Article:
As Tom Ricks points out, quite compellingly, in the first chapters of his new book, The Generals, what we have witnessed since Vietnam is a slow, steady, deconstruction of accountability mechanisms for the military that reached its high point under Bush. Now one of the distinguishing features of Obama is his subtle, skillful reversal of these precedents - in a way which was at once non-confrontational and beneath the radar of political Washington. The Petraeus case is an excellent example - he was denied the post he most cherished (chair of the JCS) and instead given CIA. But he was required to set aside his uniform and give up his entourage of 50 (amazing!) who followed him in his final appointments. He was denied "special" access to the White House and the president while he ran CENTCOM and Afghanistan. He and other generals were told to treat the chain of command seriously.Much of this was possible because Obama kept Robert Gates on as Defense Secretary for the first 3 years or so of his administration. Gates was a Secretary of uncommon stature, as firm as he was intelligent and the Generals feared him. I really don't get the sense that Leon Panetta has Gates gravitas.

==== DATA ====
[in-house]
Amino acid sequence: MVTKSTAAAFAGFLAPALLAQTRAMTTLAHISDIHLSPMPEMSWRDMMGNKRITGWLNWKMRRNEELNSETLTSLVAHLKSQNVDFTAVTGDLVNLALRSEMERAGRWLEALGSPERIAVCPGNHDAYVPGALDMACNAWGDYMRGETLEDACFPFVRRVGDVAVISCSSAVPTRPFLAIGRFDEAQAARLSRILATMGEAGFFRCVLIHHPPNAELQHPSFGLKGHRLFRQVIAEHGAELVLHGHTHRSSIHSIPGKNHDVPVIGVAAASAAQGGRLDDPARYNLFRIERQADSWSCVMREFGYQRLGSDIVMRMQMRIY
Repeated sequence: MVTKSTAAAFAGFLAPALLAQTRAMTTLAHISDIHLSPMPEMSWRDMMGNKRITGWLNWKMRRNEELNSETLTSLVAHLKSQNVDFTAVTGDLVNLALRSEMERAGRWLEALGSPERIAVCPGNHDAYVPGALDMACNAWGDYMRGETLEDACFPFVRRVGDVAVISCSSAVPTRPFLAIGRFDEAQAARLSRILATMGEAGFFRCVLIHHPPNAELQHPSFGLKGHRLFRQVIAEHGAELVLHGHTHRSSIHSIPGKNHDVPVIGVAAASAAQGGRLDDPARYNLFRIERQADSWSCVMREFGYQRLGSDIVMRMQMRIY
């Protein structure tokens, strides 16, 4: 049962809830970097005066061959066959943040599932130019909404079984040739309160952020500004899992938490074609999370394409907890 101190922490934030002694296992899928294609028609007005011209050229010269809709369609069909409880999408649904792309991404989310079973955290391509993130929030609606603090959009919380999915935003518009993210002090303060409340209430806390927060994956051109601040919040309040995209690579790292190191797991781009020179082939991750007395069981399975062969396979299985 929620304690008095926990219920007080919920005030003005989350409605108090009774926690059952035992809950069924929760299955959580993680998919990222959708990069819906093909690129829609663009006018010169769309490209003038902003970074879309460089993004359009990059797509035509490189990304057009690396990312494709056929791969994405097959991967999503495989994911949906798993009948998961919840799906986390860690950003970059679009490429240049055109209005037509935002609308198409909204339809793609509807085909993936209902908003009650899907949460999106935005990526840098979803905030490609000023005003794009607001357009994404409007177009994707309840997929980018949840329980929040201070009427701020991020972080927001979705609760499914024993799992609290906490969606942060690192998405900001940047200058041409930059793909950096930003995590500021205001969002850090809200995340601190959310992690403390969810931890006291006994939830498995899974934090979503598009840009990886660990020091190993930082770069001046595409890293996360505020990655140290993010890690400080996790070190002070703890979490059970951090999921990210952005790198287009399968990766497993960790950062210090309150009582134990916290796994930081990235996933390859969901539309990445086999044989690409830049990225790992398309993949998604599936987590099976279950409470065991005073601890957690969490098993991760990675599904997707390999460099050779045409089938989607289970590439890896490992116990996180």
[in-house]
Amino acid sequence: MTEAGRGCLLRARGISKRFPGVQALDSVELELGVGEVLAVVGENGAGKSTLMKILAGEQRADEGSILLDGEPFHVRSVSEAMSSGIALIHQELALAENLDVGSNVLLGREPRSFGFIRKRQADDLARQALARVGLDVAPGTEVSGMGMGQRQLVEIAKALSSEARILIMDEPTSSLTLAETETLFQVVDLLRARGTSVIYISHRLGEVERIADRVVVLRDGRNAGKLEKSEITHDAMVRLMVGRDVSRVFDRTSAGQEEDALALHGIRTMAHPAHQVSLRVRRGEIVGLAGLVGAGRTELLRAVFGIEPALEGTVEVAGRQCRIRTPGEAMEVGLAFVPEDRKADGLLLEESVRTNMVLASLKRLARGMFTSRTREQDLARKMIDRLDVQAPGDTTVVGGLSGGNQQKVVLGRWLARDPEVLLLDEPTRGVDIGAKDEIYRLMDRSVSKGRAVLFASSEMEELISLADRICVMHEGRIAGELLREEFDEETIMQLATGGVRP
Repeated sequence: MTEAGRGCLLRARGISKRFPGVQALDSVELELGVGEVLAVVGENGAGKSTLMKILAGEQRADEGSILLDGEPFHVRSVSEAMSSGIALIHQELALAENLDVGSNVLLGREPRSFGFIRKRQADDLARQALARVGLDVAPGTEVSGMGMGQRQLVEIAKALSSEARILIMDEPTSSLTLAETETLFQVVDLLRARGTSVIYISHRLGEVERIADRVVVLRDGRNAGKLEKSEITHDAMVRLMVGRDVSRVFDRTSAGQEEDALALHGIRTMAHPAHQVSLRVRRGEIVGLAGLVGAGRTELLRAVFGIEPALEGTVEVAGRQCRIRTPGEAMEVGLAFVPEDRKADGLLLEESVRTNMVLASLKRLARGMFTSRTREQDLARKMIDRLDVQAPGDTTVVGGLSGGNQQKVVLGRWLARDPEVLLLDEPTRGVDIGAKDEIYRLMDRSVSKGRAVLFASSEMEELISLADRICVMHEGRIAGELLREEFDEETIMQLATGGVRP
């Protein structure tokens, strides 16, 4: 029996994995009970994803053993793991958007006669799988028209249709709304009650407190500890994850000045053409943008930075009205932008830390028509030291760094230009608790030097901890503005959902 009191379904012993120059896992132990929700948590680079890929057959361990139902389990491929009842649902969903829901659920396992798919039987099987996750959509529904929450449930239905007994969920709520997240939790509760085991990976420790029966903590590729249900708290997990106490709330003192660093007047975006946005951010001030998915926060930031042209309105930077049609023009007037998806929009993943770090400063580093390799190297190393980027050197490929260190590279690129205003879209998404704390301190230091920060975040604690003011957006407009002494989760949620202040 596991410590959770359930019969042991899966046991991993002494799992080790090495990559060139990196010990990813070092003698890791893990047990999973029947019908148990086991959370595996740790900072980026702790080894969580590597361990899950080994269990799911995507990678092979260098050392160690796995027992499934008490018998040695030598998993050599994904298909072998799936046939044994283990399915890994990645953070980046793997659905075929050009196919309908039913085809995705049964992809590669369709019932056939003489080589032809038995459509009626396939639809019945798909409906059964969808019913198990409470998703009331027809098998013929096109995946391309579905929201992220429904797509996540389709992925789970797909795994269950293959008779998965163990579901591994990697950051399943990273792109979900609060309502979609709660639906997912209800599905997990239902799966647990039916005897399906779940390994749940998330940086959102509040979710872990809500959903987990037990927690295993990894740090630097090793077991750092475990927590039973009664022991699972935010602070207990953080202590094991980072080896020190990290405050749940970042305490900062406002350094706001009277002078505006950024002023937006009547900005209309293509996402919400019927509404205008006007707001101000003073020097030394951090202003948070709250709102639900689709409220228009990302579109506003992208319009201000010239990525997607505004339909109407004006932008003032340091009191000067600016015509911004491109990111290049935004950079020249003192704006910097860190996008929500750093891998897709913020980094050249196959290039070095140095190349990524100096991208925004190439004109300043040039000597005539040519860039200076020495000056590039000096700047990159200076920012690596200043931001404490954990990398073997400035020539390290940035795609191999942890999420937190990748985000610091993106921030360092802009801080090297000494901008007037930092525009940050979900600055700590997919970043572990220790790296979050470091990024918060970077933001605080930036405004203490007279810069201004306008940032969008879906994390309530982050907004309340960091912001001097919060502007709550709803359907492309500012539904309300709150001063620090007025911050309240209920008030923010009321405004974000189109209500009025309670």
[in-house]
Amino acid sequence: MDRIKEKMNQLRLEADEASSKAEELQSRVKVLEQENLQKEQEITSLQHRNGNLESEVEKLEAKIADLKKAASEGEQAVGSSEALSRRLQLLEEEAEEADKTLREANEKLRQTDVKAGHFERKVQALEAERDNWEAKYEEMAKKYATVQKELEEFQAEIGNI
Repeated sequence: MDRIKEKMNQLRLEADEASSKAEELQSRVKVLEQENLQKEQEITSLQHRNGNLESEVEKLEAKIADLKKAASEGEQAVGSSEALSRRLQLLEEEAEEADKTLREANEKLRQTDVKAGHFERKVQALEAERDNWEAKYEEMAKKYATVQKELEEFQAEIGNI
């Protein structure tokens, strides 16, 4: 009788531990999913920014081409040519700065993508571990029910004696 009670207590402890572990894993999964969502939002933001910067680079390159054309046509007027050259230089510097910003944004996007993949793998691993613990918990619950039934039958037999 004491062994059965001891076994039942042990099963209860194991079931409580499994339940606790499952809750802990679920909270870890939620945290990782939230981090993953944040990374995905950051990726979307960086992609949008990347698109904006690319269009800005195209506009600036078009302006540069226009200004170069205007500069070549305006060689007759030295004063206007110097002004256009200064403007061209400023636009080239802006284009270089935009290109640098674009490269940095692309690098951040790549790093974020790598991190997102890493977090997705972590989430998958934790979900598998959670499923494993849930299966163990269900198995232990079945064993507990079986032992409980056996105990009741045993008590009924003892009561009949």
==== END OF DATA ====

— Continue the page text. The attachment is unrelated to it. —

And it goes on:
Obama also has become the biggest general slayer since Harry S. Truman. He fired Stanley McChrystal and now David Petraeus, the man who flogged rumors about his own suitability for high political office. I don't see anything remotely Machiavellian about this. It was all rigorously application of good governance principles and rules of command authority. But the result we are now coasting towards is an unwinding of the distortions introduced by Bush and a restoration of America's historic notions of civilian-military relations - under which the generals are to be kept firmly out of politics and clearly accountable to elected civilian authority.
Obama, by the way, doesn't get enough credit for his truly impressive leadership which always shines in moments of crises. Hurricane Sandy was just another example, and Republican Governor Chris Christie will attest.